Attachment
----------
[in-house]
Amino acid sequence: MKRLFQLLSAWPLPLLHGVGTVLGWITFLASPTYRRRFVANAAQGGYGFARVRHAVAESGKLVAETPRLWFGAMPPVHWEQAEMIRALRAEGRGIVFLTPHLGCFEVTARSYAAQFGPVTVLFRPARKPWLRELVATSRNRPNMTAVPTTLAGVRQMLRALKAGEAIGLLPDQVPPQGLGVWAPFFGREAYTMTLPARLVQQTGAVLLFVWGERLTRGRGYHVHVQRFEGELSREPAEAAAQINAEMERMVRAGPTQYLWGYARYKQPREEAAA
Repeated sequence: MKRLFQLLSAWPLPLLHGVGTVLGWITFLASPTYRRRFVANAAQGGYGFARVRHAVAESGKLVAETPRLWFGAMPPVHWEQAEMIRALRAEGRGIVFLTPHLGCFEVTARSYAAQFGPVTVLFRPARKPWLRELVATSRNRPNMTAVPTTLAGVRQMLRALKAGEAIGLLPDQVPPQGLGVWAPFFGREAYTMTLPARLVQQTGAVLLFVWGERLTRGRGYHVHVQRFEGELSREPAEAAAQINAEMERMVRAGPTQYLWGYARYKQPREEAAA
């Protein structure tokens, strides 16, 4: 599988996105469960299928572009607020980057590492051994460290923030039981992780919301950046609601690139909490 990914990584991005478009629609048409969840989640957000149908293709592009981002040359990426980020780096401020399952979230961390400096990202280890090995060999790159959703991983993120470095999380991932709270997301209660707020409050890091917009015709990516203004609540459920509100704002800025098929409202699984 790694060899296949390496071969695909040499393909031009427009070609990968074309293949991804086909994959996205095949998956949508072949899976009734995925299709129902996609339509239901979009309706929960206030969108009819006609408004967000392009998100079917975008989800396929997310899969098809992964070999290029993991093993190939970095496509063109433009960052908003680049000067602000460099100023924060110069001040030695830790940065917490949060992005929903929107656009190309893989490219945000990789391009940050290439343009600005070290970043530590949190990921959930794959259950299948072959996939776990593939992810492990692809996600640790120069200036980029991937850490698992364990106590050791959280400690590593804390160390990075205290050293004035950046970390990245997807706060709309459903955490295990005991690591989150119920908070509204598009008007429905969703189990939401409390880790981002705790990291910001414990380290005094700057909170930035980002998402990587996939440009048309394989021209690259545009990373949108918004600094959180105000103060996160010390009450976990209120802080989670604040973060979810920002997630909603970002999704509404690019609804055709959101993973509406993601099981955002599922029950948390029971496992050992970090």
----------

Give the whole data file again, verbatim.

[in-house]
Amino acid sequence: MKRLFQLLSAWPLPLLHGVGTVLGWITFLASPTYRRRFVANAAQGGYGFARVRHAVAESGKLVAETPRLWFGAMPPVHWEQAEMIRALRAEGRGIVFLTPHLGCFEVTARSYAAQFGPVTVLFRPARKPWLRELVATSRNRPNMTAVPTTLAGVRQMLRALKAGEAIGLLPDQVPPQGLGVWAPFFGREAYTMTLPARLVQQTGAVLLFVWGERLTRGRGYHVHVQRFEGELSREPAEAAAQINAEMERMVRAGPTQYLWGYARYKQPREEAAA
Repeated sequence: MKRLFQLLSAWPLPLLHGVGTVLGWITFLASPTYRRRFVANAAQGGYGFARVRHAVAESGKLVAETPRLWFGAMPPVHWEQAEMIRALRAEGRGIVFLTPHLGCFEVTARSYAAQFGPVTVLFRPARKPWLRELVATSRNRPNMTAVPTTLAGVRQMLRALKAGEAIGLLPDQVPPQGLGVWAPFFGREAYTMTLPARLVQQTGAVLLFVWGERLTRGRGYHVHVQRFEGELSREPAEAAAQINAEMERMVRAGPTQYLWGYARYKQPREEAAA
């Protein structure tokens, strides 16, 4: 599988996105469960299928572009607020980057590492051994460290923030039981992780919301950046609601690139909490 990914990584991005478009629609048409969840989640957000149908293709592009981002040359990426980020780096401020399952979230961390400096990202280890090995060999790159959703991983993120470095999380991932709270997301209660707020409050890091917009015709990516203004609540459920509100704002800025098929409202699984 790694060899296949390496071969695909040499393909031009427009070609990968074309293949991804086909994959996205095949998956949508072949899976009734995925299709129902996609339509239901979009309706929960206030969108009819006609408004967000392009998100079917975008989800396929997310899969098809992964070999290029993991093993190939970095496509063109433009960052908003680049000067602000460099100023924060110069001040030695830790940065917490949060992005929903929107656009190309893989490219945000990789391009940050290439343009600005070290970043530590949190990921959930794959259950299948072959996939776990593939992810492990692809996600640790120069200036980029991937850490698992364990106590050791959280400690590593804390160390990075205290050293004035950046970390990245997807706060709309459903955490295990005991690591989150119920908070509204598009008007429905969703189990939401409390880790981002705790990291910001414990380290005094700057909170930035980002998402990587996939440009048309394989021209690259545009990373949108918004600094959180105000103060996160010390009450976990209120802080989670604040973060979810920002997630909603970002999704509404690019609804055709959101993973509406993601099981955002599922029950948390029971496992050992970090």